Susan Sontag: A life lived in extreme situations

How often are we afforded the opportunity to witness the life, loves, and intellectual revelations of an extraordinary person we thought we knew, but don't really, in a comprehensive and revealing 90-minute documentary?

I am a wee bit embarrassed to admit that I've taken Susan Sontag somewhat for granted in my life as a vaguely intimidating intellectual giant of my parent's generation, born in the same year as they, 1933. I have a couple of her works of my shelves: On Photography, The Volcano Lover; her essay “The Art of Fiction” in The Paris Review.

I read her essays when they appeared in The New Yorker, and am aware of some of the lengthy list of prizes she won, including a MacArthur Fellowship, a National Book Critics Circle Award, and a National Book Award.

Yet much else is shrouded in the mists of history and politics that came under the scrutiny of her sharp analytical eye in the '60s, out with my time and location.

Then comes Nancy Kates' new documentary Regarding Susan Sontag, and my feeble wisps of knowledge are blown away in the depiction of such a remarkable life.

This is by no means a hagiography, and it would be a disservice to Sontag if it were. Rather, it's an intimate, somewhat linear progression of her life, depicted through her own words (read by actor Patricia Clarkson); in interviews with many recognizable personalities, including Charlie Rose and Bill Moyers; of candid reflections from her sister and son; and of various colleagues, lovers and outspoken critics, such as Gore Vidal and Nadine Gordimer.

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Called one of the most provocative thinkers of the 20th century, Susan Sontag's literary, political, and feminist stance is on full display against the passions of her private life, and this is where it really gets interesting.

Like so many of that generation, the choices she made to protect her privacy and her many love affairs with a string of accomplished women and sometimes men reveal underlying impulses that undeniably informed her philosophy, up to the final interviews with the amazing photographer Annie Leibovitz and her three battles with cancer, including the toll it took on those women she was involved with at the time.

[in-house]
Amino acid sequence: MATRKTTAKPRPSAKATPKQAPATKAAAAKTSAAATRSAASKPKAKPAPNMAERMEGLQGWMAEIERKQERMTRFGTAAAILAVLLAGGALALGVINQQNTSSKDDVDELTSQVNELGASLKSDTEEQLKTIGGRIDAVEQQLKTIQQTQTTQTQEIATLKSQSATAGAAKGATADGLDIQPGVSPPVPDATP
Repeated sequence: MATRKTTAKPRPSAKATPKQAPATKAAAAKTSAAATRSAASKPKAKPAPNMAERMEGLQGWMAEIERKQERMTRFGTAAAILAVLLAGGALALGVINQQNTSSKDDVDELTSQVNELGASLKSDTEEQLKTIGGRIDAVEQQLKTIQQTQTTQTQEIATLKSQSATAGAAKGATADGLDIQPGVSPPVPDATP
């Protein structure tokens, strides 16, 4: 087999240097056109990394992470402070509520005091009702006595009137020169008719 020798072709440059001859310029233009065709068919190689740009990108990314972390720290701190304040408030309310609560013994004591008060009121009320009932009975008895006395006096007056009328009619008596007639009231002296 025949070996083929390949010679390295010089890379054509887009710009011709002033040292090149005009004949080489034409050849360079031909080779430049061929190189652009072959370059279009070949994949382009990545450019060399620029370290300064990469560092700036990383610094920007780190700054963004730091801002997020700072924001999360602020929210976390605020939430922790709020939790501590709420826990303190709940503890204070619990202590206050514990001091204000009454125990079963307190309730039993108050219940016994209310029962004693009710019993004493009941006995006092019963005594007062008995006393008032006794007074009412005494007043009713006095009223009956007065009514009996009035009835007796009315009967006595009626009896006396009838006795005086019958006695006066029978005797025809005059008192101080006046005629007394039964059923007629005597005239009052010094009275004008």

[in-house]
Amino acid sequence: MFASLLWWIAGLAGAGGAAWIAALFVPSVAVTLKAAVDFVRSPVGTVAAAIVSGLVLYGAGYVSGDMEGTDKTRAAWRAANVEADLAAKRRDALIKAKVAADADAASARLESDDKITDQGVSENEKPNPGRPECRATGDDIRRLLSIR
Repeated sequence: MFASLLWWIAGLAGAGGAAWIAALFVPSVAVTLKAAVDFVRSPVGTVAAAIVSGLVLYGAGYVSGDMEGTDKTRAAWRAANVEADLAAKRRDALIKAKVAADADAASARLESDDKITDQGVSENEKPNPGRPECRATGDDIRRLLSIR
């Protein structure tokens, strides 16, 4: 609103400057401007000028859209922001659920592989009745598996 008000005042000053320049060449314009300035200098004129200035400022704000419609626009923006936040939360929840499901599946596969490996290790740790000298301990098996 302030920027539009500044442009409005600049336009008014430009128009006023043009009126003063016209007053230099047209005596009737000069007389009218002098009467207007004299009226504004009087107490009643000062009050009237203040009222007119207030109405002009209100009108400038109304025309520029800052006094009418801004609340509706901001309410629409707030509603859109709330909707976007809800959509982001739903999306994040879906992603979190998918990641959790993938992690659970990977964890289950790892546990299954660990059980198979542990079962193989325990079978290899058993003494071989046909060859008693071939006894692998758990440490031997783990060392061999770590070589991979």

Her university experiences alone, both as student and professor, make for quite the tale, as she seized the opportunity to seek out and study with some of the best thinkers and writers, from University of California, Berkeley and the Universities of Chicago and Connecticut, Harvard, Oxford, and Paris (having quit a couple of these universities, including Oxford, to move on to another more suitable to her desires. She taught at Sarah Lawrence, City University of New York, Columbia, and Rutgers.

Sontag was tempestuous and passionate in love as in work, hurling herself into dangerous situations such as the Vietnam War and the Siege of Sarajevo. “Life is lived there, in extreme situations,” she stated, possessed of a heroic sense of what could be accomplished by the writer and critic.

Be prepared to view a film that quite appropriately offers one thought-provoking revelation after another on the topics she is known for: photography (“We want photographs to tell the truth, yet at the same time we want them to lie,” she says), war, illness (as metaphor), films, gay slang and lifestyle, politics, and culture.

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“What makes me feel strong?” Sontag asks. “Work and love.”

Yet it becomes clear that her doubts and fears played as powerful a role in the development of her ideas.

One of the most curious traits was her deep fear of solitude, which understandably blossomed following her first bout with breast cancer, and the sudden demise of so many friends from HIV and AIDS.

“Do I resent not being a genius?” she says. “The price is solitude.”

Her third and final battle with cancer claimed her life in 2004. That question of her genius rings out over the course of this film.

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